Page last updated at 13:42 GMT, Wednesday, 20 August 2008 14:42 UK

Addressing the growth of the net

Large Hadron Collider, Getty
Some fear the Large Hadron Collider is set to doom us all

Regular commentator Bill Thompson sees no reason to worry about the future of the internet.

We journalists like nothing more than a forthcoming apocalypse, especially when it involves something that most people don't properly understand.

It's easy to frighten people with talk of "superbugs" or argue that when the Large Hadron Collider is turned on it will create "strangelets" that will destroy the known universe, and even if the stories are more speculation than fact you get a good headline and lots of interested readers.

It has got a lot harder to write this sort of story about the internet over the years as more and more of us are online from home, work or school and have some idea about how the network operates.

You can still get a good "internet meltdown" headline out of projections that show we're using up all the bandwidth and filling up our network with spam - I've done it myself.

Numbers game

But it's even better if you can focus on aspects of the network's core architecture that few users ever notice, like the unique numerical addresses assigned to every internet-connected device and the complex mechanisms used to move information between those devices.

Bill Thompson
the effort required to ensure backwards compatibility is often far greater than that needed to get the new features working.

Bill Thompson

And if you've got an authoritative report from an international body calling for something to be done then you're on to a winner.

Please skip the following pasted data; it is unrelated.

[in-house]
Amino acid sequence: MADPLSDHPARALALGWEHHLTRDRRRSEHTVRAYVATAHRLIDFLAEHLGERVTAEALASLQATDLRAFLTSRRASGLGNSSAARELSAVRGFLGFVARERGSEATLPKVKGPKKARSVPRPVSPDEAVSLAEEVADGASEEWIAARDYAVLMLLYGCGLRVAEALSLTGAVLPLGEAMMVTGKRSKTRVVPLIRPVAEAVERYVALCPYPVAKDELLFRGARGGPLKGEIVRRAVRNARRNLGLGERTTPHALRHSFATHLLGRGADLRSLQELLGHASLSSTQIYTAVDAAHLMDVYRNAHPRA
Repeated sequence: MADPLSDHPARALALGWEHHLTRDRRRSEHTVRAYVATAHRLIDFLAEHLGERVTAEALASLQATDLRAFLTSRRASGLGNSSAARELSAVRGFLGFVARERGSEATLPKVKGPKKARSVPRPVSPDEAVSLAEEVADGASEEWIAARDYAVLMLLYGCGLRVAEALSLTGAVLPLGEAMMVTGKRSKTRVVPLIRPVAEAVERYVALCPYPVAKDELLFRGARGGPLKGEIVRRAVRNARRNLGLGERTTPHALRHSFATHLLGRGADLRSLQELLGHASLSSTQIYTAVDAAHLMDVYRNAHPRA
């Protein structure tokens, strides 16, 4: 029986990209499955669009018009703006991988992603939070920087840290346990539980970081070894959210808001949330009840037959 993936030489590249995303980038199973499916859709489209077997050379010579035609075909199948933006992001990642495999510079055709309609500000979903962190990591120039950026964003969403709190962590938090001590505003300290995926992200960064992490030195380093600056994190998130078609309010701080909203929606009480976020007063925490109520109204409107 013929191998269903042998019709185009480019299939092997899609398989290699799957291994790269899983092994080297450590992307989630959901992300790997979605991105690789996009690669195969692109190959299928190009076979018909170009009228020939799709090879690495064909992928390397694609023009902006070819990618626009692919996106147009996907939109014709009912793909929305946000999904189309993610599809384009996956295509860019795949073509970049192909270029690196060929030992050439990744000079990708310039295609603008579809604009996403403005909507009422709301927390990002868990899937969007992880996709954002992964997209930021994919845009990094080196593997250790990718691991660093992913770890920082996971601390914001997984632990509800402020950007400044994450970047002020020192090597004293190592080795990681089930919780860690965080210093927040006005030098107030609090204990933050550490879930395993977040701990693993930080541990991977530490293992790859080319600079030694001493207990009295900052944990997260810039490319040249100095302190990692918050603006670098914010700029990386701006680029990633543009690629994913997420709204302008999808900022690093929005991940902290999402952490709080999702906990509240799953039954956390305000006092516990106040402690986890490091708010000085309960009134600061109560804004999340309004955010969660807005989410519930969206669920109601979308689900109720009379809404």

So when the OECD, the Organisation for Economic Cooperation and Development, announced that we will run out of network addresses in 2010 or early 2011, describing the situation as "critical for the future of the Internet economy" and likely to affect "all businesses that require IP addresses for their growth" it generated a lot of attention on and off-line.

The problem concerns the migration from the current version of the Internet Protocol (IP), version 4, to its more modern and capable replacement, version 6.

IP is the glue that holds the loose collection of computing devices that we call "the internet" together. It is one of the most important inventions of the 20th century and testimony to the fact that when you let engineers build solutions with minimal political or commercial interference they tend to make things that stay working.

IPv4, has changed little since 1981 when it was defined by the Internet Engineering Task Force. Although it has managed to sustain the network as it has grown from tens of thousands of nodes to hundreds of millions it has been clear for over a decade that although the fundamentals are sound the current version has outlived its usefulness.

As well as issues with security, reliability and authentication IPv4 makes the process of moving data from one network node to another far more complicated than it needs to be, reflecting the fact that it was designed for a smaller and much simpler network.